Equites says Shoprite deal is still on

Andrea Taverna-Turisan, CEO of Equites Property Fund. Image: Supplied

It expects R2.1bn JV deal with retail giant to be finalised in the first half of its financial year.

Logistics-focused real estate investment trust (Reit) Equites Property Fund delivered a sector-beating financial performance on Tuesday for its full-year to February 29, 2020, declaring distribution per share of 151.39 cents, up 9.4%.

Although Covid-19 economic uncertainty has forced the group to withdraw its distribution forecast for the current financial year, Equites CEO Andrea Taverna-Turisan remains confident that the Reit’s forte in logistics property positions it to better weather the impact of the pandemic.

“Despite all the uncertainty, Equites is still looking forward to achieving some major milestones for our next financial year,” he told Moneyweb. “This includes finalising our multi-billion rand joint-venture deal with Shoprite to buy a majority stake in a portfolio of its warehouse properties.”

When Shoprite officially announced the deal in February, it said Equites would inject cash of R2.1 billion in exchange for a 50.1% stake in the joint venture. The deal would see Shoprite Checkers contributing a portfolio of its distribution centres and associated undeveloped land in Brackenfell in the Western Cape and Centurion in Gauteng to the joint venture.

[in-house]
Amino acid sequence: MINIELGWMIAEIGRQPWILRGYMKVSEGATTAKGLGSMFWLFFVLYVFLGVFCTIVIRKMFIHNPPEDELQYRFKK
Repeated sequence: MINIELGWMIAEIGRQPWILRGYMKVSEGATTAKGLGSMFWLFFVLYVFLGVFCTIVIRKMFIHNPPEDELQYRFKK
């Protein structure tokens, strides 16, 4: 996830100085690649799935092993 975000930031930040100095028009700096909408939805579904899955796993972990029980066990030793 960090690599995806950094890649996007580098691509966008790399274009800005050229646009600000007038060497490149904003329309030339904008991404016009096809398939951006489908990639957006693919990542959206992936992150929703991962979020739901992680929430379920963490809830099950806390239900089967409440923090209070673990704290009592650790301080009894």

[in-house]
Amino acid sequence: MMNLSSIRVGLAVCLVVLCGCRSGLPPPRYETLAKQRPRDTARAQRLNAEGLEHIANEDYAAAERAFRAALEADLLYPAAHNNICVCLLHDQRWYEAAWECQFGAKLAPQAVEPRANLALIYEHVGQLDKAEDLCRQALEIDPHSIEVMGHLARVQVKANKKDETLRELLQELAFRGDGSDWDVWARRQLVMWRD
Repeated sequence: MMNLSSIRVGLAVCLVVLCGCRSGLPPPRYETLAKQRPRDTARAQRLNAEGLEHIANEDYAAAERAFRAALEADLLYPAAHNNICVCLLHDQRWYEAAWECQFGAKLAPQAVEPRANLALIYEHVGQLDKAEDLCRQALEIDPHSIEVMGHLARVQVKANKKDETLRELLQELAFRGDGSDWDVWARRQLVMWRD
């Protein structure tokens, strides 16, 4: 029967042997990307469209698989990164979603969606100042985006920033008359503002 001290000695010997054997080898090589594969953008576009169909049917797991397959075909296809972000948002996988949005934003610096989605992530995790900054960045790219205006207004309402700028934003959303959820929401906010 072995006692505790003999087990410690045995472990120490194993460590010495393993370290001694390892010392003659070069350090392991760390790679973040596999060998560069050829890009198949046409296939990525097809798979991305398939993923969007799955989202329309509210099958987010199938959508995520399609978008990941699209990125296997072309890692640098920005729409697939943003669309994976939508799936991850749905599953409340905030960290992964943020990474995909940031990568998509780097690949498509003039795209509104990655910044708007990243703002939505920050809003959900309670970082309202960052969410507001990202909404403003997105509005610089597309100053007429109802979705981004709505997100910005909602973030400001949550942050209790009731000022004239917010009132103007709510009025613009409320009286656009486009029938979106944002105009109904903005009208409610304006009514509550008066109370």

“The deal is still on and we hope to finalise it within the first half of our financial year,” says Taverna-Turisan. “We are just awaiting approval from the competition authorities.

“Once finalised, it will be our most significant transaction to date in the South African market.”

Taverna-Turisan’s comments comes as the group announced in a Sens statement on Monday that it will not be proceeding with a R1.3 billion project to develop a massive 122 734m2 warehouse logistics facility for Pepkor in Hammarsdale, KwaZulu-Natal. It noted that the decision was “due to the market disruption” as a result of the Covid-19 pandemic.

“The board of directors of Equites has resolved that, despite its strong desire to partner with Pepkor in relation to the development, it would not be prudent at this stage to proceed with the development on the originally envisaged commercial terms, and the agreement will accordingly not become unconditional,” Equites explained.

Door still open

Speaking to Moneyweb on Tuesday, Taverna-Turisan added that “the door remains open” for the group to secure a new deal in the future with Pepkor to develop the warehouse once market conditions improve. He said that Equites does not believe it would be wise, amid the current Covid-19 uncertainty, to invest R1.3 billion in a single, massive development that would take 18 months to develop.

“This does not mean that we are not investing for growth, both in the South African and UK markets. Besides completing seven developments with a capital value of R1.3 billion in the last financial year, we have commenced the development of six state-of-the-art logistics facilities with a capital value of R1.1 billion on completion. This is in addition to the Shoprite deal,” he pointed out.

Despite not committing to a distribution forecast for its next financial year, Taverna-Turisan conceded to Moneyweb that “all things considered”, the group would pay some sort of dividend.